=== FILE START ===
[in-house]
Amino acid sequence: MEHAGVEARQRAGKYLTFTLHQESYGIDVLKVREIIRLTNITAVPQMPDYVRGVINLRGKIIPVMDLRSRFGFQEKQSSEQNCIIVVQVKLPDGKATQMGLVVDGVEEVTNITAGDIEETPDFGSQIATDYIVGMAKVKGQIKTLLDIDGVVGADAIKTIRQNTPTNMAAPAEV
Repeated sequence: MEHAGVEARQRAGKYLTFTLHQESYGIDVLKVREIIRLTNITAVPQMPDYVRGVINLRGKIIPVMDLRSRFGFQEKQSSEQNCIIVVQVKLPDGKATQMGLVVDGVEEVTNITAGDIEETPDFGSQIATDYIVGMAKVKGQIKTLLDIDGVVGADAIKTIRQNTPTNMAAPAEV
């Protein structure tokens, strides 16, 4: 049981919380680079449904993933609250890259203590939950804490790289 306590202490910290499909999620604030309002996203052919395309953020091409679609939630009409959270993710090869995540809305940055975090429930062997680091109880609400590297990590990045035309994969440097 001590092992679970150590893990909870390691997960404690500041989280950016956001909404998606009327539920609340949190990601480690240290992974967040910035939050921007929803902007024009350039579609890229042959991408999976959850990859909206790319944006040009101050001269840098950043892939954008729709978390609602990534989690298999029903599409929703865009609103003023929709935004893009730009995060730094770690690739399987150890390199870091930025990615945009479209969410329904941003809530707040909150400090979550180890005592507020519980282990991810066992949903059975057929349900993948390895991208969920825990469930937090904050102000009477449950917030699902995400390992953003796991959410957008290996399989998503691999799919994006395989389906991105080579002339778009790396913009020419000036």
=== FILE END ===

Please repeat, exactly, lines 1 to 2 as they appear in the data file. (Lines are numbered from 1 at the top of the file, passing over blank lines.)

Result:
[in-house]
Amino acid sequence: MEHAGVEARQRAGKYLTFTLHQESYGIDVLKVREIIRLTNITAVPQMPDYVRGVINLRGKIIPVMDLRSRFGFQEKQSSEQNCIIVVQVKLPDGKATQMGLVVDGVEEVTNITAGDIEETPDFGSQIATDYIVGMAKVKGQIKTLLDIDGVVGADAIKTIRQNTPTNMAAPAEV